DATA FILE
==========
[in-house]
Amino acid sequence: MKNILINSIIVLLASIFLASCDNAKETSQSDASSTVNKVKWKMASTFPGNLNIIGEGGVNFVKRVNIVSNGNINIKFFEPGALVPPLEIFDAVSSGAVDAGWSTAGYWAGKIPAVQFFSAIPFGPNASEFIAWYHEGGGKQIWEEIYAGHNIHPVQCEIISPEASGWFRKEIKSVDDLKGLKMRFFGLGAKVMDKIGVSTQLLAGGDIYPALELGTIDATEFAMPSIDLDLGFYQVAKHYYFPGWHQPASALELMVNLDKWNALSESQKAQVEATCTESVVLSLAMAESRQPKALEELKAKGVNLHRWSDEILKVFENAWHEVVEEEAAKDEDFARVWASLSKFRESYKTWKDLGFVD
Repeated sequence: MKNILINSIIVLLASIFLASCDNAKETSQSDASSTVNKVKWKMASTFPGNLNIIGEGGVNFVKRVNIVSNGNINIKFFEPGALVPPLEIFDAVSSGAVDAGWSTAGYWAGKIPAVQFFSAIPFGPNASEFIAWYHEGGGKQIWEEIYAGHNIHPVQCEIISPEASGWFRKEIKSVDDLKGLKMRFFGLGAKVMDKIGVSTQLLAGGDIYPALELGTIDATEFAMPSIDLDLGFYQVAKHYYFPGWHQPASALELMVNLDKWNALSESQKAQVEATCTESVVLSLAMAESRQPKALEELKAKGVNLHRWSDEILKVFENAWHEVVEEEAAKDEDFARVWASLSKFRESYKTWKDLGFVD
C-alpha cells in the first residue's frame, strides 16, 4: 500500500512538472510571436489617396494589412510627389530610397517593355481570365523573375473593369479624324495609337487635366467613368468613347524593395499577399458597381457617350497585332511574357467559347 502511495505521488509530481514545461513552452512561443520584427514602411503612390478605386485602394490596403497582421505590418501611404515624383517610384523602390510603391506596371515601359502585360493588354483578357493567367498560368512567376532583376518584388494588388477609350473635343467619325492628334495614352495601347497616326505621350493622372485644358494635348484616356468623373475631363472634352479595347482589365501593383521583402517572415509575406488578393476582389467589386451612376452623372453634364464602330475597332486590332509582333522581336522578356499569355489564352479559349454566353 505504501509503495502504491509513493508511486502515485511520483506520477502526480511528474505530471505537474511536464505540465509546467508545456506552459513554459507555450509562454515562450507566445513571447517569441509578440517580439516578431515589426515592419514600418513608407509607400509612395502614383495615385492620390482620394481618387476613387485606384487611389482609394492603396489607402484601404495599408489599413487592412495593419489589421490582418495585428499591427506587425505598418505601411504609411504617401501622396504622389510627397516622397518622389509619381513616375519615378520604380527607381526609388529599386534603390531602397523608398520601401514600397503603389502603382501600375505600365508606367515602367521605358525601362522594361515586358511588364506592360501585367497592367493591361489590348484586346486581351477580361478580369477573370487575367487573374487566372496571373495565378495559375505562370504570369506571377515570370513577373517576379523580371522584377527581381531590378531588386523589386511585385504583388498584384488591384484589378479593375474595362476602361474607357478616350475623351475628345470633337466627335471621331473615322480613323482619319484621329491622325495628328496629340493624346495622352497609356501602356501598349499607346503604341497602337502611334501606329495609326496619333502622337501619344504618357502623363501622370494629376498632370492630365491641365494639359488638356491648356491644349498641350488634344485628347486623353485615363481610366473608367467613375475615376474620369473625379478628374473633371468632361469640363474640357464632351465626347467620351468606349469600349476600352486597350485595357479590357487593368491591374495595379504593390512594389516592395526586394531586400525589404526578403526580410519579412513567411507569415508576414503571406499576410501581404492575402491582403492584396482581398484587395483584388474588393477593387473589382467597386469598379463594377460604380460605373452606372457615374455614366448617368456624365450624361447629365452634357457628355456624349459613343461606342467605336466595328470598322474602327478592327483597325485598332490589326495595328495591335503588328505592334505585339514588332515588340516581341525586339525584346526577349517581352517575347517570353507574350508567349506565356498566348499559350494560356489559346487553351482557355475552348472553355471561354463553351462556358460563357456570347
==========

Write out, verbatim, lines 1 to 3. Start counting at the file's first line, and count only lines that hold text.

[in-house]
Amino acid sequence: MKNILINSIIVLLASIFLASCDNAKETSQSDASSTVNKVKWKMASTFPGNLNIIGEGGVNFVKRVNIVSNGNINIKFFEPGALVPPLEIFDAVSSGAVDAGWSTAGYWAGKIPAVQFFSAIPFGPNASEFIAWYHEGGGKQIWEEIYAGHNIHPVQCEIISPEASGWFRKEIKSVDDLKGLKMRFFGLGAKVMDKIGVSTQLLAGGDIYPALELGTIDATEFAMPSIDLDLGFYQVAKHYYFPGWHQPASALELMVNLDKWNALSESQKAQVEATCTESVVLSLAMAESRQPKALEELKAKGVNLHRWSDEILKVFENAWHEVVEEEAAKDEDFARVWASLSKFRESYKTWKDLGFVD
Repeated sequence: MKNILINSIIVLLASIFLASCDNAKETSQSDASSTVNKVKWKMASTFPGNLNIIGEGGVNFVKRVNIVSNGNINIKFFEPGALVPPLEIFDAVSSGAVDAGWSTAGYWAGKIPAVQFFSAIPFGPNASEFIAWYHEGGGKQIWEEIYAGHNIHPVQCEIISPEASGWFRKEIKSVDDLKGLKMRFFGLGAKVMDKIGVSTQLLAGGDIYPALELGTIDATEFAMPSIDLDLGFYQVAKHYYFPGWHQPASALELMVNLDKWNALSESQKAQVEATCTESVVLSLAMAESRQPKALEELKAKGVNLHRWSDEILKVFENAWHEVVEEEAAKDEDFARVWASLSKFRESYKTWKDLGFVD